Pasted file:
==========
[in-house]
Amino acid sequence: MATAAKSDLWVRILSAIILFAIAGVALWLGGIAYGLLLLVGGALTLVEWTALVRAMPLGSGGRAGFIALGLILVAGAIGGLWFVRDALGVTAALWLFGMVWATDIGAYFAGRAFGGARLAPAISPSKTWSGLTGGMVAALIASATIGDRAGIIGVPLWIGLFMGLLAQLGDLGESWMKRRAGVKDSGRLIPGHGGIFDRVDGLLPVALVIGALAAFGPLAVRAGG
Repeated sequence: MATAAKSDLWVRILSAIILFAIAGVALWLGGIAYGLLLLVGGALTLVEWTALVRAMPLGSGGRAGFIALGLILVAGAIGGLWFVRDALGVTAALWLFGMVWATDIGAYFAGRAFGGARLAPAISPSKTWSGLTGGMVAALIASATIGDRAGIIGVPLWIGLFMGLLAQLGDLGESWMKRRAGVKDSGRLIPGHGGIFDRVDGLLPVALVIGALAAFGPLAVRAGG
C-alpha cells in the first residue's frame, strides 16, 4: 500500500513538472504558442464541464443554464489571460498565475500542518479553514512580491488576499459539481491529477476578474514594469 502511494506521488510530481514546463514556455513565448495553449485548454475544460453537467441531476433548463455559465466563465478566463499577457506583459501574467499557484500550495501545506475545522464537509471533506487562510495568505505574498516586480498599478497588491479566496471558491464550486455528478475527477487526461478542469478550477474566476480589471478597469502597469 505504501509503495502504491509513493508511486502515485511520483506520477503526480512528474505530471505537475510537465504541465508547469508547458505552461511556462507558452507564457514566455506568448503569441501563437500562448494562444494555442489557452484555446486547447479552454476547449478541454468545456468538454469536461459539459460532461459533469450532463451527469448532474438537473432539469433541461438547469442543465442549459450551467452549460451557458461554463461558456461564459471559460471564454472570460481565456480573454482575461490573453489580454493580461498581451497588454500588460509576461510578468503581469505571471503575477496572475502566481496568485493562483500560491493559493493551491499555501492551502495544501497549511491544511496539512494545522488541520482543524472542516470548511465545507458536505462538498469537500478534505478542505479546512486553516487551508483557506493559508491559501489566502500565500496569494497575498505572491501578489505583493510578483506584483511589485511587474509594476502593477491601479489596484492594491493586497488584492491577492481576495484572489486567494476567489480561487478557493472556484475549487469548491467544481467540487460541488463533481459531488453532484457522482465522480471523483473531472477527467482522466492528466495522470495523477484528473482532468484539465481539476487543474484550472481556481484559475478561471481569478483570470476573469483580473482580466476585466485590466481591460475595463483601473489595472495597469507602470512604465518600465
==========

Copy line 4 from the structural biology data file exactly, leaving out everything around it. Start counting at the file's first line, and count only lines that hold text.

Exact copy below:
C-alpha cells in the first residue's frame, strides 16, 4: 500500500513538472504558442464541464443554464489571460498565475500542518479553514512580491488576499459539481491529477476578474514594469 502511494506521488510530481514546463514556455513565448495553449485548454475544460453537467441531476433548463455559465466563465478566463499577457506583459501574467499557484500550495501545506475545522464537509471533506487562510495568505505574498516586480498599478497588491479566496471558491464550486455528478475527477487526461478542469478550477474566476480589471478597469502597469 505504501509503495502504491509513493508511486502515485511520483506520477503526480512528474505530471505537475510537465504541465508547469508547458505552461511556462507558452507564457514566455506568448503569441501563437500562448494562444494555442489557452484555446486547447479552454476547449478541454468545456468538454469536461459539459460532461459533469450532463451527469448532474438537473432539469433541461438547469442543465442549459450551467452549460451557458461554463461558456461564459471559460471564454472570460481565456480573454482575461490573453489580454493580461498581451497588454500588460509576461510578468503581469505571471503575477496572475502566481496568485493562483500560491493559493493551491499555501492551502495544501497549511491544511496539512494545522488541520482543524472542516470548511465545507458536505462538498469537500478534505478542505479546512486553516487551508483557506493559508491559501489566502500565500496569494497575498505572491501578489505583493510578483506584483511589485511587474509594476502593477491601479489596484492594491493586497488584492491577492481576495484572489486567494476567489480561487478557493472556484475549487469548491467544481467540487460541488463533481459531488453532484457522482465522480471523483473531472477527467482522466492528466495522470495523477484528473482532468484539465481539476487543474484550472481556481484559475478561471481569478483570470476573469483580473482580466476585466485590466481591460475595463483601473489595472495597469507602470512604465518600465